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anonymous
 5 years ago
f'(t) = (1t^2)/(1+t^2)^2. I found the critical points to be +/ 1. I need to test them so that I can find a local max and local min, so I find a number before and after each point to see if there is a sign change. For some reason, my checks always so that the critical point candidates do not work. Can any one help? My original function is f(t) = t/(1+t^2).
anonymous
 5 years ago
f'(t) = (1t^2)/(1+t^2)^2. I found the critical points to be +/ 1. I need to test them so that I can find a local max and local min, so I find a number before and after each point to see if there is a sign change. For some reason, my checks always so that the critical point candidates do not work. Can any one help? My original function is f(t) = t/(1+t^2).

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anonymous
 5 years ago
Best ResponseYou've already chosen the best response.0When I tried 2 and 2 I got 3/25 so it is decreasing before and after. At 0 the derivative equals 1 so it in increasing in between. This means 1 is a relative minimum and 1 is a relative maximum.

anonymous
 5 years ago
Best ResponseYou've already chosen the best response.0Did you use f'(2) and f'(2) to come to your conclusion about the relative minimum?

anonymous
 5 years ago
Best ResponseYou've already chosen the best response.0What you could do is take the second derivative and find out the concavity if f''(t)>0 you have a local min , if f''(t)<0 you have a local max

anonymous
 5 years ago
Best ResponseYou've already chosen the best response.0Would I use f''(2)plug is in to find the sign of the second derivative at that point?

anonymous
 5 years ago
Best ResponseYou've already chosen the best response.0I did use f'(2) and f'(2)

anonymous
 5 years ago
Best ResponseYou've already chosen the best response.0if you use the second derivative you would use f"(1) and f"(1)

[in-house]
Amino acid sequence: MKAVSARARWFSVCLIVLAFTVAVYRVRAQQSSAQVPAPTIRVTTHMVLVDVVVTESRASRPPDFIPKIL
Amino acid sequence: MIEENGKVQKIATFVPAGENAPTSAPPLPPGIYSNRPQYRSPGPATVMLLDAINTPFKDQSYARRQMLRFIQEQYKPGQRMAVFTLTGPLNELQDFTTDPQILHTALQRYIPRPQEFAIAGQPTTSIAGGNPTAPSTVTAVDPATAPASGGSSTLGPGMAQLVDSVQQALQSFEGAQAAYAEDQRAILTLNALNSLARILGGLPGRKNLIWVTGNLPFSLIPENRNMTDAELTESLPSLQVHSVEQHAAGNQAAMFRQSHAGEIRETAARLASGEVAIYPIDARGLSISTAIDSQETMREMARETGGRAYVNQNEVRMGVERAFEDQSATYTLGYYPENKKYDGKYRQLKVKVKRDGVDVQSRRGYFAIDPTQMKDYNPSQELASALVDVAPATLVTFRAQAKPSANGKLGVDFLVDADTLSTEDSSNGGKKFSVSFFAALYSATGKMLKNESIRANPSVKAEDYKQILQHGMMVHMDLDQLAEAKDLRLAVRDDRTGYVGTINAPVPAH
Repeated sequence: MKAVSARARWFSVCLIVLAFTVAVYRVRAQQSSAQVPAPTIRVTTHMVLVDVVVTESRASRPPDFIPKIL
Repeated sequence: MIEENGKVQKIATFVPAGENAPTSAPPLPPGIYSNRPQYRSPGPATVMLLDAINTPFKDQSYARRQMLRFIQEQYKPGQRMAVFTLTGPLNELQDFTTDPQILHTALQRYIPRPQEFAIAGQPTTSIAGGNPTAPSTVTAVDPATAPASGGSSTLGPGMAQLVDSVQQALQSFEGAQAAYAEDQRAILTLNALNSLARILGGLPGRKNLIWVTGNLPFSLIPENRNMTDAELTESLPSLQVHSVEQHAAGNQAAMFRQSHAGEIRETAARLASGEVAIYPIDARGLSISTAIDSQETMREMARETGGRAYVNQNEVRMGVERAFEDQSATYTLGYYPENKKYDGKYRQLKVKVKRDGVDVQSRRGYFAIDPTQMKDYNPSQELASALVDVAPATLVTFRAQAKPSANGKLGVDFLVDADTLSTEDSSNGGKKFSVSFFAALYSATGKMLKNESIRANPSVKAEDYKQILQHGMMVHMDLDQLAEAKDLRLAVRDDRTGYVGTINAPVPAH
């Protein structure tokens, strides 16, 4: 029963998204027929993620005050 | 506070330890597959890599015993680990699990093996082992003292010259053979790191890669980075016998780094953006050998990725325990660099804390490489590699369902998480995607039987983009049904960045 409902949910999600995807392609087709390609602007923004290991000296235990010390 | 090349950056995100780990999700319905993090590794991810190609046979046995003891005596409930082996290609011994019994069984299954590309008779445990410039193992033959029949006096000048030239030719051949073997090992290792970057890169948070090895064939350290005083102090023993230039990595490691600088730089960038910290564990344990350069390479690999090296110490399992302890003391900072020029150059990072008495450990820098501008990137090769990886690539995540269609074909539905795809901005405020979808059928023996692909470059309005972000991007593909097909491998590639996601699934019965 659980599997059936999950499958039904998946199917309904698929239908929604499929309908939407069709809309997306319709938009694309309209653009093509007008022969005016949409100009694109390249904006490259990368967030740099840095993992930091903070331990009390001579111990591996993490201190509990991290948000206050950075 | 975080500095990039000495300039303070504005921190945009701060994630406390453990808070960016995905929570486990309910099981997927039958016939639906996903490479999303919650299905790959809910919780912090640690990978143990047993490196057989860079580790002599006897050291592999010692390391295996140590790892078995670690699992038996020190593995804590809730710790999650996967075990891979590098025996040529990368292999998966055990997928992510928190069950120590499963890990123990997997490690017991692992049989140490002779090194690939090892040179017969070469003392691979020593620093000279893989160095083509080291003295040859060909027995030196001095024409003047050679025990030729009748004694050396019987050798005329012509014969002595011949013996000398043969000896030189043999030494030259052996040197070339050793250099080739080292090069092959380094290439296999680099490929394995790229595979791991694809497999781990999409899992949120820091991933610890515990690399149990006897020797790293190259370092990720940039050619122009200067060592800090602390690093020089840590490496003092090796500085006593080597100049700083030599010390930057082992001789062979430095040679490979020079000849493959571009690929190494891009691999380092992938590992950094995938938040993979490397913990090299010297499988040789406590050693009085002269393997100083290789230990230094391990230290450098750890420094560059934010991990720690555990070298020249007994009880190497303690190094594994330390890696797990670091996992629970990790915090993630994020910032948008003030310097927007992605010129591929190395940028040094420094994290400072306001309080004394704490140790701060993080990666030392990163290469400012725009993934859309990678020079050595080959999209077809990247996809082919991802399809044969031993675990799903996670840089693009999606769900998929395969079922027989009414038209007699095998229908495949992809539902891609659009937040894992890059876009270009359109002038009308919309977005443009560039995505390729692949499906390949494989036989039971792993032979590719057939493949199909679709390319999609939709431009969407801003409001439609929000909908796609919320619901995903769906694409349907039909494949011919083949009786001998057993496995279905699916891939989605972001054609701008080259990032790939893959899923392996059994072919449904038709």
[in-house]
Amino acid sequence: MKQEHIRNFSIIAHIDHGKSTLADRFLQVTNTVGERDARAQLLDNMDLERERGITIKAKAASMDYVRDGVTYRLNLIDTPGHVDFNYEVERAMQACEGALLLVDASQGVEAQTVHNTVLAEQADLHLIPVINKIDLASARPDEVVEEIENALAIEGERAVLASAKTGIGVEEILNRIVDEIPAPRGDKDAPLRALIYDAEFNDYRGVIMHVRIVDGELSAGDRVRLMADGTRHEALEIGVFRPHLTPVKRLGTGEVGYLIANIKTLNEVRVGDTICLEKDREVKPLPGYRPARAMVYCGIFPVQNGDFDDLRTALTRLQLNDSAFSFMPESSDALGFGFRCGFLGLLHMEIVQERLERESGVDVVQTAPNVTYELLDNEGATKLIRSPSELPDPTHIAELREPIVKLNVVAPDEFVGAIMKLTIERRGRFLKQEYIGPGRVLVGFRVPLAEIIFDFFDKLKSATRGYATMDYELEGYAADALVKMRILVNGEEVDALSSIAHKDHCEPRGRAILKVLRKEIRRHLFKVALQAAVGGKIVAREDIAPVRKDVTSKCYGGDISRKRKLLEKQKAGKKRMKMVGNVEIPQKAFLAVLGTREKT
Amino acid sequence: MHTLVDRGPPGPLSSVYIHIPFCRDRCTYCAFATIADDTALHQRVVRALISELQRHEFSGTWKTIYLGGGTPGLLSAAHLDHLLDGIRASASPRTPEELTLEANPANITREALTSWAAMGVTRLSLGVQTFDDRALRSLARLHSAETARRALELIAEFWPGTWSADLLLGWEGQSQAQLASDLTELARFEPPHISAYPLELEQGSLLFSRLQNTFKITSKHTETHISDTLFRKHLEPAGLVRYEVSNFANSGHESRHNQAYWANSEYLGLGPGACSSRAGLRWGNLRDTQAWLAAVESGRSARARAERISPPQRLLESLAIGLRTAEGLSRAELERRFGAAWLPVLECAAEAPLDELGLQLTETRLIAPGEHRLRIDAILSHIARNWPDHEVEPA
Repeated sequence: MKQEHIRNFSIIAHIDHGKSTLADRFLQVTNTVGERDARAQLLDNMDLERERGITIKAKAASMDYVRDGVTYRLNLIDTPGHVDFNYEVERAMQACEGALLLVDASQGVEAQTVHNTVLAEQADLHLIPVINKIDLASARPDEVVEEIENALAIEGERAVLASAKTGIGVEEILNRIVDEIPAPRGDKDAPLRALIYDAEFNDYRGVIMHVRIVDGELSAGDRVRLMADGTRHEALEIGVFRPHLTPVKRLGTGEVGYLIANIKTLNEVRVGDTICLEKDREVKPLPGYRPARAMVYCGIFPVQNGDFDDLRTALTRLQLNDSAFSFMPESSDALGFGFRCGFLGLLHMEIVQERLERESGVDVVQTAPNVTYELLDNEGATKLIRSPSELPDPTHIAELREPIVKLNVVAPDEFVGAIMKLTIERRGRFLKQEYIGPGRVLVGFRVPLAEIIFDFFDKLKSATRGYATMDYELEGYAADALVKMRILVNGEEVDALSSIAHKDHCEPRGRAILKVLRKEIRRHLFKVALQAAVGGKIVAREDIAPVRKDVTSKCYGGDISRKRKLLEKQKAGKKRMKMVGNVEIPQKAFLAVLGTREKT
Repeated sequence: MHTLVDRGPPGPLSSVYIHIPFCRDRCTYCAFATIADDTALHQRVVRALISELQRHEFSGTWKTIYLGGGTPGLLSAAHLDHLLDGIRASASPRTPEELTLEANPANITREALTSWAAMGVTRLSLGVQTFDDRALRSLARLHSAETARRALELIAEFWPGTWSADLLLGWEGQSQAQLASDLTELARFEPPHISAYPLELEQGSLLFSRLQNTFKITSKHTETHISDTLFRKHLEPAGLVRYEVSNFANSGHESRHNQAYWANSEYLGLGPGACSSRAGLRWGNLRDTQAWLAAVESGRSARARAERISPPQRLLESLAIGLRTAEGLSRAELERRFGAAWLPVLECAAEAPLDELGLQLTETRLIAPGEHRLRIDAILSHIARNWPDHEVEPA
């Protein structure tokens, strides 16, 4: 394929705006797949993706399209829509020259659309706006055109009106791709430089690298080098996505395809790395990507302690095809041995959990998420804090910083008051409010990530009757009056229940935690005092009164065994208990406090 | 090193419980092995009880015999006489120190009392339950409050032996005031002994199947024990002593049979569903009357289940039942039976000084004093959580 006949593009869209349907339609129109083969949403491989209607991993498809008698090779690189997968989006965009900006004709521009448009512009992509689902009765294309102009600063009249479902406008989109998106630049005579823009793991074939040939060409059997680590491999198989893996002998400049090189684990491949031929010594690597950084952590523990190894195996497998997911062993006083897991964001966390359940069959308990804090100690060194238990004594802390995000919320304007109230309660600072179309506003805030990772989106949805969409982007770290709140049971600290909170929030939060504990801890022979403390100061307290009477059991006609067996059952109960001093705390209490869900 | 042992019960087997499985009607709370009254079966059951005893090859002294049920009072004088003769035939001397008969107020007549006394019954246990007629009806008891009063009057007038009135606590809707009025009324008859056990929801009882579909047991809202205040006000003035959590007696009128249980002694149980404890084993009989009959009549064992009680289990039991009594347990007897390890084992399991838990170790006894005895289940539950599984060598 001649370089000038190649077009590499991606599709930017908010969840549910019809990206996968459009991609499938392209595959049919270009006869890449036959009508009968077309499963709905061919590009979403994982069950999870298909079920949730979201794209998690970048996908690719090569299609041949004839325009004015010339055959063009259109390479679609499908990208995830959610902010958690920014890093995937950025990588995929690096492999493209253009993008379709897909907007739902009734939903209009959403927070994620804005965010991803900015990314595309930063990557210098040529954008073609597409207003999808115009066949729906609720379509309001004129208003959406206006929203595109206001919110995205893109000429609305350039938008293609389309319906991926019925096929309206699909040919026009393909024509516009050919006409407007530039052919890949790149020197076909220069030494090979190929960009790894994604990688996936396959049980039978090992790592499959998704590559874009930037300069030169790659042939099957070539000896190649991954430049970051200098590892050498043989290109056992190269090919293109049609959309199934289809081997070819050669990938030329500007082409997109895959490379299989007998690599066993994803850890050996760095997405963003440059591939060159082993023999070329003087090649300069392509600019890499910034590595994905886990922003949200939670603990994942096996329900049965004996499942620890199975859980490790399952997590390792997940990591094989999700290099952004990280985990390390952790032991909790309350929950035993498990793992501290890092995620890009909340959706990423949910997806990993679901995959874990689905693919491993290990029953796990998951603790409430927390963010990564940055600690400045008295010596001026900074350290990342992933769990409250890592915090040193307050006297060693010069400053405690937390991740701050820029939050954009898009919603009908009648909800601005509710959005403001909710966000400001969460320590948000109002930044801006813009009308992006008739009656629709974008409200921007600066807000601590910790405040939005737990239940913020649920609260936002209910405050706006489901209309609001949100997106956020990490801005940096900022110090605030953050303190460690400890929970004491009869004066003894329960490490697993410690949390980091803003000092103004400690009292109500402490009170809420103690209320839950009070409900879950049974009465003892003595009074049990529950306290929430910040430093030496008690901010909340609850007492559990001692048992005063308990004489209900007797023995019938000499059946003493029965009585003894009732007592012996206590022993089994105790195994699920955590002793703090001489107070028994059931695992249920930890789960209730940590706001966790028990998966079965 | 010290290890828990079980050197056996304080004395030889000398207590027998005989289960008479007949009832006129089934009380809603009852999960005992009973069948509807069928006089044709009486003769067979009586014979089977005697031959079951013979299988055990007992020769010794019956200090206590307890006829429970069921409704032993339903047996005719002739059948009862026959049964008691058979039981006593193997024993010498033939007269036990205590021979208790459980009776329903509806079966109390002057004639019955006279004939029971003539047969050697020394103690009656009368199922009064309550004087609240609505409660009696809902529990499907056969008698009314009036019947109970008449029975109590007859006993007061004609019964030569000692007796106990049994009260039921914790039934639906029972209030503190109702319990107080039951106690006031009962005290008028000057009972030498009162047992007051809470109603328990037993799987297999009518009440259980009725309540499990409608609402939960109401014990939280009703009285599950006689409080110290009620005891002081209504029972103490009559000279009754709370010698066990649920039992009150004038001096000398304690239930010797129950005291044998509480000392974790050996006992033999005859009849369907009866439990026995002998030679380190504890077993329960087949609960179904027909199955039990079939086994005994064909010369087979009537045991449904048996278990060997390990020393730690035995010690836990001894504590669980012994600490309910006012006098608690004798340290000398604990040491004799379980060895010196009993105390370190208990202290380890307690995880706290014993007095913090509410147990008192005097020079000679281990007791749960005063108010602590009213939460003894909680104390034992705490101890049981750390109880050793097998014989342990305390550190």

anonymous
 5 years ago
Best ResponseYou've already chosen the best response.0use the critical points found from the first derivative to find out the concavity

anonymous
 5 years ago
Best ResponseYou've already chosen the best response.0I thought that if the sign is the same on either side of the critical point, the point is undefined. Is that what happens? My answers for f'(2) and f'(2) are the same sign.

anonymous
 5 years ago
Best ResponseYou've already chosen the best response.0The first derivative tells us the slope of the original function (increasing or decreasing) the second derivative tells us the concavity (concave up or concave down).

anonymous
 5 years ago
Best ResponseYou've already chosen the best response.0With the sign change you want to test points on either side of the critical point. In this case you have two critical points so you have to test points on either side of both of the points. In this case I would use 2 and 0 for points around x = 1 and I would use 0 and 2 for points around x = 1.

anonymous
 5 years ago
Best ResponseYou've already chosen the best response.0That gives me pos>neg for each interval

anonymous
 5 years ago
Best ResponseYou've already chosen the best response.0sorry, neg>pos for the first, pos> pos for the second

anonymous
 5 years ago
Best ResponseYou've already chosen the best response.0The second one should be positive > negative. At x = 2 the second derivative is 3/25

anonymous
 5 years ago
Best ResponseYou've already chosen the best response.0if you have a change in concavity.... means you have an inflection point

anonymous
 5 years ago
Best ResponseYou've already chosen the best response.0I am using first derivative ... is that wrong?

anonymous
 5 years ago
Best ResponseYou've already chosen the best response.0nope, the first derivative will do the trick for this problem.

anonymous
 5 years ago
Best ResponseYou've already chosen the best response.0I don't see where you got 3/25my calculator says that f'(2) = .4

anonymous
 5 years ago
Best ResponseYou've already chosen the best response.0(12^2)/[(1+2^2)^2] is (14)/[(1+4)^2] = 3/(5^2)= 3/25

anonymous
 5 years ago
Best ResponseYou've already chosen the best response.0Looking at the values from the original function! Sorry about that. Now I see. So t = 1 is a local max, and t = 1 is a local minimum.

anonymous
 5 years ago
Best ResponseYou've already chosen the best response.0Thanks so much everyone!
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